Jim Butler, Chairman, Global Hospitality Group, Jeffer Mangels Butler & Mitchell LLP (JMBM) in Los Angeles, says would-be franchisees should not be too quick to sign on the dotted line. Even before they contact an experienced hospitality lawyer like him, they need to weigh the costs against the benefits of taking on what may be an expensive 20-year commitment.
Butler’s team has been working in the hotel space for nearly 30 years, managing more than 1,000 franchise agreements and 1,000 management agreements in that time. However, Butler says that when it comes to franchise negotiations, there have been some changes in recent years.
He first notes that there are many excellent reasons to go the branded hotel route. Perhaps first among them is a sense of security that comes with an identified brand, something that resonates with investors, lenders, and guests. “It’s difficult to obtain investors or financing without a brand, although it is done occasionally. For them, it’s like insurance and predictability. It provides a reservation system and adherence to regulations and the specific standards that define the brand.”
However, Butler stresses that buyers seeking a little security of their own should make sure they fully understand what they could be getting into, to determine whether the benefits of any franchise are worth the cost.
In the franchise agreement, he explains, costs can go far beyond the franchise fee, which is typically 5 percent to 6 percent of gross rooms revenue. “To that, you need to add reservation fees, brand marketing fees, IT fees, and loyalty program charges. In fact, at up to 6 percent to 7 percent of revenue derived from program members, the cost of loyalty program participation can equal or exceed the franchise fee,” he adds.
Beyond the expense, there are also risks and obligations. It is standard for a franchise agreement to obligate the franchisee to lock into the brand for the full 10 to 20 year term without performance or other termination rights. “Without a specific contractual right of termination—or ‘window’ allowing for termination—the owner is contractually bound to remain in that system, using that brand, maintaining its standards, and paying franchise fees,” he says. And as the property ages, the cost of complying with standards increases greatly. Yet the brand’s agreement not to compete with the hotel in a given territory is limited, both in scope and for a specific number of years—typically far less than the 10 or 20 year term—may not provide the amount of protection expected. “You need to know that the ‘protection’ afforded by a non-compete stipulation extends only to specific brands or sub-brands of the franchise, so they need to understand how full the francishor’s reservation system is with all product that may compete whatever the brand or sub-brand,” he warns.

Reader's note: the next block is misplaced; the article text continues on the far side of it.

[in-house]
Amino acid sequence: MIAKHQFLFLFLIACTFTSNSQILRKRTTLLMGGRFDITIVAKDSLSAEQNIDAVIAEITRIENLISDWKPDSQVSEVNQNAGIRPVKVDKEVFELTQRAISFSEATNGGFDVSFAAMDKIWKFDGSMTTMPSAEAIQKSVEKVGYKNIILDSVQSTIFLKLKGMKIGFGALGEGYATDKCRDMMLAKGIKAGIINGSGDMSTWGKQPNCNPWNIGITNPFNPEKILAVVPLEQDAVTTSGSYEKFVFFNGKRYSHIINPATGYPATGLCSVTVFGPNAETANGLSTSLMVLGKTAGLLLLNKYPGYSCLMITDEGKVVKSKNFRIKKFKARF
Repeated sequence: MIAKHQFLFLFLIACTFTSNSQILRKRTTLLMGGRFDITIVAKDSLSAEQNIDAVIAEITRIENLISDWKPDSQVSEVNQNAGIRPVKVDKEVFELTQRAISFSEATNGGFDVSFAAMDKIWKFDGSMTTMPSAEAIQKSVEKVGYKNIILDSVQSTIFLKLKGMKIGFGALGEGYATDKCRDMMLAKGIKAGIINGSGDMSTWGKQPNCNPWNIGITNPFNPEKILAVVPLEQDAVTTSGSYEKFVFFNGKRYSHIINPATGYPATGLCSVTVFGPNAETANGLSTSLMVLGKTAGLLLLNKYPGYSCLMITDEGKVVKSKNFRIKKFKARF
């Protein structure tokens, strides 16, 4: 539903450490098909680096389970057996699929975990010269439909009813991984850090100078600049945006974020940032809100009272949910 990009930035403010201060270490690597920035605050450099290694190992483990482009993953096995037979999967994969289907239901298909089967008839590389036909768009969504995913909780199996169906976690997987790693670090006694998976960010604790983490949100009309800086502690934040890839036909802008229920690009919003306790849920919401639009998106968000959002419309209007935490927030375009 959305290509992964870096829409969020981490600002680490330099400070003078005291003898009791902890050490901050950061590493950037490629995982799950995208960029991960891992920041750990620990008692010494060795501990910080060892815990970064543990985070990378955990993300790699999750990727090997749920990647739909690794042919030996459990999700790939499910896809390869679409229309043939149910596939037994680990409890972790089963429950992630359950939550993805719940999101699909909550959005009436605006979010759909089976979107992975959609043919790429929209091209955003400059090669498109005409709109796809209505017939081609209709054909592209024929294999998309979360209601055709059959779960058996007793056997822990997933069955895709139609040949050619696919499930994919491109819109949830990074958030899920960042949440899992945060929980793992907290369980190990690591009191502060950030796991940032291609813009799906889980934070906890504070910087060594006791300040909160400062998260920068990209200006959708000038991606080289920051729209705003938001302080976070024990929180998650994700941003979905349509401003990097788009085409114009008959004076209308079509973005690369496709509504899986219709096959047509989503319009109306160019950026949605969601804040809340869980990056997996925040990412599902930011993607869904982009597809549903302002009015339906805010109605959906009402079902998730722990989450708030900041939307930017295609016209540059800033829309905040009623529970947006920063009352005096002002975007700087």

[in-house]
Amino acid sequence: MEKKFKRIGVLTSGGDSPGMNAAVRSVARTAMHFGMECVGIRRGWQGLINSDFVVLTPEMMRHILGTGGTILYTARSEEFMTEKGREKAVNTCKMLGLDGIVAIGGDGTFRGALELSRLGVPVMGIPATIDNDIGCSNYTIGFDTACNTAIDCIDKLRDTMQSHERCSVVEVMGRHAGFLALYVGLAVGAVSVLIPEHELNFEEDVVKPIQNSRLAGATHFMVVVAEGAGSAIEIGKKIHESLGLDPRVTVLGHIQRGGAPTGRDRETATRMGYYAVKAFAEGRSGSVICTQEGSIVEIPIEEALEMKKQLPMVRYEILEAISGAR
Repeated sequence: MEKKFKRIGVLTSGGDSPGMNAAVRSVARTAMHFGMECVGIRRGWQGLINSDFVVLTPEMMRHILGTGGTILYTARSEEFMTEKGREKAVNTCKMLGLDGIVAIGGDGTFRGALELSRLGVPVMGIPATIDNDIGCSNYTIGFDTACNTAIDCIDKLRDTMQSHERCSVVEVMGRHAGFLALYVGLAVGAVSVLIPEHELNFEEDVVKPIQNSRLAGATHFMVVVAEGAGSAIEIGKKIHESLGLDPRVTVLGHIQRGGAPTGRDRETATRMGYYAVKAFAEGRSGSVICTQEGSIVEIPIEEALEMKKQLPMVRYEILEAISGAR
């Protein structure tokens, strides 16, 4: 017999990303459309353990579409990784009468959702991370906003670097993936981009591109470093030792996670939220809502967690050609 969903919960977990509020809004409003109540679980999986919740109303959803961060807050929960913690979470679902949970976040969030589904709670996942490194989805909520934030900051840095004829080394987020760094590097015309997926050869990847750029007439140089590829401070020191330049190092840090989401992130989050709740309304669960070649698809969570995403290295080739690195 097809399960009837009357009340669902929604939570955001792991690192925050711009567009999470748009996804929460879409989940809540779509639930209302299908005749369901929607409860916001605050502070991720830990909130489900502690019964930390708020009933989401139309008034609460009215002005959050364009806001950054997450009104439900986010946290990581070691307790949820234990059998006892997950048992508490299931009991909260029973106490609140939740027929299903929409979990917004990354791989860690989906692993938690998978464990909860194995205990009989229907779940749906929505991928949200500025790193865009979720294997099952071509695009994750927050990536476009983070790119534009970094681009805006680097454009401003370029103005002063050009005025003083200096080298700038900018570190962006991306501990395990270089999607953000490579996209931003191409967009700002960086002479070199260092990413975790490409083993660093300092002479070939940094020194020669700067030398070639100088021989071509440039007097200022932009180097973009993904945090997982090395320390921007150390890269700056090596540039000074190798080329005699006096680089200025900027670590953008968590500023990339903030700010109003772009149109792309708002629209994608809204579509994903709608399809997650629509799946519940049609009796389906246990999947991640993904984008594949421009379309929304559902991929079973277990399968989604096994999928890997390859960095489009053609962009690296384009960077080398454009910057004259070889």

Butler also notes that all brands are not created equal, and would advise even a buyer who is pre-sold on a particular brand to at least consider the alternatives. “Depending on the brand and how badly they want you, you may get concessions you wouldn’t get otherwise—e.g., great owner approval rights, a bigger and longer non-compete, windows of time for free termination, and waiver or reduction of certain fees.”
For these reasons, he says, the first step is a thorough analysis. “Get advice from people who really know the business and can help you evaluate what different brands can bring to you for your hotel in a given location, and find out what’s happening to their reservation system. You need to figure which brand will be best, not only by looking at the power of the brand but also the saturation of the market by that brand’s reservation system and the associated costs.”
Also before you start negotiating, Butler says, “You should also get legal advice from people who have been through this to help identify terms in a franchise agreement that can make a big difference in the economics and satisfaction you’ll get with the brand.”
Butler says there are relatively few provisions in the franchise agreement that can be modified. “You need to know which terms may be up for negotiation and not waste your time, credibility, or legal budget on those, but still make sure you’ve gotten the best deal possible.”